The controlling majority of Penn State University’s Board of Trustees has demonstrated repeatedly that it is unwilling or unable to follow the board’s standing orders, the rules of the university and the state’s open meeting laws. It seemingly has also subordinated the well-being of the university to a whitewash of its previous mistakes. State. Sen. John Yudichak’s reform legislation, Senate Bill 1240, is barely a good start toward correction of these problems.
1. When the board panicked in the face of the Jerry Sandusky indictment in November 2011, it allegedly violated the commonwealth’s Sunshine Law by convening an emergency meeting without the required public notice, and for purposes for which an emergency meeting is not legitimate. The board’s Executive Committee reinforced this perception by holding a “do-over,” this one with the necessary public notice, to ratify the emergency meeting’s decisions, but without allowing the rest of the board to vote.
2. In July 2012, board leaders Kenneth Frazier and Karen Peetz affirmed, the latter in her capacity as chairwoman and explicitly on Penn State’s behalf, Louis Freeh’s determination that Penn State had somehow facilitated Sandusky’s crimes against children. This violated the board’s standing orders that say no trustee can act on the university’s behalf without consent of the board, which is on record as never having voted to accept the Freeh Report.
3. When the National Collegiate Athletic Association essentially lied about “Penn State’s” acceptance of the Freeh Report’s findings as an excuse to impose the kind of sanctions it normally reserves for the nation’s most corrupt and dishonest athletic programs, trustees Peetz and Frazier failed to perform the basic duty of correcting this misstatement of fact.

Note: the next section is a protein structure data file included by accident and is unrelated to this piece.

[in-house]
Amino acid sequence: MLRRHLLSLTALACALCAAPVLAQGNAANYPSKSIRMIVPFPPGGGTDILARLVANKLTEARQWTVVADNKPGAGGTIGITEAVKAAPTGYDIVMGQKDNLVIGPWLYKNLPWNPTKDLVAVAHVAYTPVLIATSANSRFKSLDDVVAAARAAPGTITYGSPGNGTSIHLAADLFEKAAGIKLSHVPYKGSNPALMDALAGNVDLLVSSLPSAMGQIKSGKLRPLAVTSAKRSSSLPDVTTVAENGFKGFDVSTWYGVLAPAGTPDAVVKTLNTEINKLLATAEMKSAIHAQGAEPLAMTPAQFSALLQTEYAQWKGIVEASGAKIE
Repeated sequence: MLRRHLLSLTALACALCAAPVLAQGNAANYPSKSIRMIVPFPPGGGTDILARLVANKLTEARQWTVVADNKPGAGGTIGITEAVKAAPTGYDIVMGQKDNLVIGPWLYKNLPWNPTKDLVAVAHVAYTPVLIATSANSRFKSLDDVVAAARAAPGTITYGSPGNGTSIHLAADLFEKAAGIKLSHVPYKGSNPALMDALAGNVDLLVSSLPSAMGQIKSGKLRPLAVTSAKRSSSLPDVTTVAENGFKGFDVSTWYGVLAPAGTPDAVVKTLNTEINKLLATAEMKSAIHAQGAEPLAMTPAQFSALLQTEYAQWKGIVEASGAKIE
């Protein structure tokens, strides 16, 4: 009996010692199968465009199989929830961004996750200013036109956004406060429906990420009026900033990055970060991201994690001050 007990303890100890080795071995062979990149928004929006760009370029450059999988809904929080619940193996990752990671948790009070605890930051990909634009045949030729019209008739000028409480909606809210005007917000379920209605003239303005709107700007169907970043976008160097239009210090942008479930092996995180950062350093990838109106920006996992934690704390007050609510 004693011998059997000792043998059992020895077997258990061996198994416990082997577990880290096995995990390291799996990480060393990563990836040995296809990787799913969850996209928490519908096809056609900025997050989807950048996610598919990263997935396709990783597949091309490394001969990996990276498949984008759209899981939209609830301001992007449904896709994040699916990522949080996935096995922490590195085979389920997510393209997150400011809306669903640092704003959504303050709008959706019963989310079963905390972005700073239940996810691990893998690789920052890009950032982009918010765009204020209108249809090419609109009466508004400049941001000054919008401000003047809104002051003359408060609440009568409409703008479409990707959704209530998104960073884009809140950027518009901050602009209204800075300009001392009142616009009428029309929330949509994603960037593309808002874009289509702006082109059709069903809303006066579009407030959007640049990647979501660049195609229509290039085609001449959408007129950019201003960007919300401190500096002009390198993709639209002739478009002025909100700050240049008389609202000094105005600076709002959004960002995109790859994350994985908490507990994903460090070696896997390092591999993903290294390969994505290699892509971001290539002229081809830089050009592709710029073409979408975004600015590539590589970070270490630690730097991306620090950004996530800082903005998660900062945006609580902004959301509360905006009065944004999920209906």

4. The board took no action when then-President Rodney Erickson agreed to the sanctions, an action that was arguably outside the scope of his authority, without the board’s consent. The Commonwealth Court opined this April that the board was derelict in its fiduciary duty for failing to correct this situation, and also that the NCAA had no authority to impose the sanctions in the first place.
5. This May, the board named a building for President Erickson on the day of his retirement even though the university’s rules say that no building can be named for a university employee until “a sufficient time” has passed.
6. This June, President Eric Barron’s assistant apparently sent an unauthorized letter to the Pennsylvania Senate to say that the board opposes SB 1240. This suggests that certain trustees again violated the standing orders, and President Barron’s chain of command, by directing the assistant to send the letter.
7. In August, the board, with the exception of the alumni-elected trustees and student trustee, voted to continue to go along with the NCAA sanctions despite full knowledge of the Commonwealth Court’s opinion.
8. The Business and Industry Trustees, who seemingly are the primary source of these problems, apparently might not even be legitimate board members. Former Trustee Robert Horst pointed out that charter of the university, followed by a court ruling of 1951, says these six trustees “are elected by delegates of county engineering, mining, manufacturing and mechanical societies or associations.” Their current appointment by five members of the board, three of whom are B&I faction members, does not meet this requirement.
Penn State’s governance is clearly at the point where the university needs the Legislature, and/or a court of law, to step in to correct what can be regarded as mismanagement, dereliction of fiduciary duty and a whitewash of past mistakes at the university’s expense.
William A. Levinson, of Wilkes-Barre, is the coauthor of “The Expanded and Annotated My Life and Work: Henry Ford’s Universal Code for World-Class Success” and other books on quality, management and industrial productivity. He is an alumnus of Penn State University.